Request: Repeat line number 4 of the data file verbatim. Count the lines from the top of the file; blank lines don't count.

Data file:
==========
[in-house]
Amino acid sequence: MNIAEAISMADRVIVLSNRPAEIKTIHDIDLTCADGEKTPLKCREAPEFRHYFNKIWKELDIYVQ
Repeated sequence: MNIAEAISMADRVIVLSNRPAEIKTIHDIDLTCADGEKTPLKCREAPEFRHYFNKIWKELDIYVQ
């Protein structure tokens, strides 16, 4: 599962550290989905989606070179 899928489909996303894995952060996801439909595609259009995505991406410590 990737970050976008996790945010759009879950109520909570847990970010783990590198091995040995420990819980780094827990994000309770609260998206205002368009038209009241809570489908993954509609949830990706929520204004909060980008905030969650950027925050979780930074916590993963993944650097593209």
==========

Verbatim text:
């Protein structure tokens, strides 16, 4: 599962550290989905989606070179 899928489909996303894995952060996801439909595609259009995505991406410590 990737970050976008996790945010759009879950109520909570847990970010783990590198091995040995420990819980780094827990994000309770609260998206205002368009038209009241809570489908993954509609949830990706929520204004909060980008905030969650950027925050979780930074916590993963993944650097593209």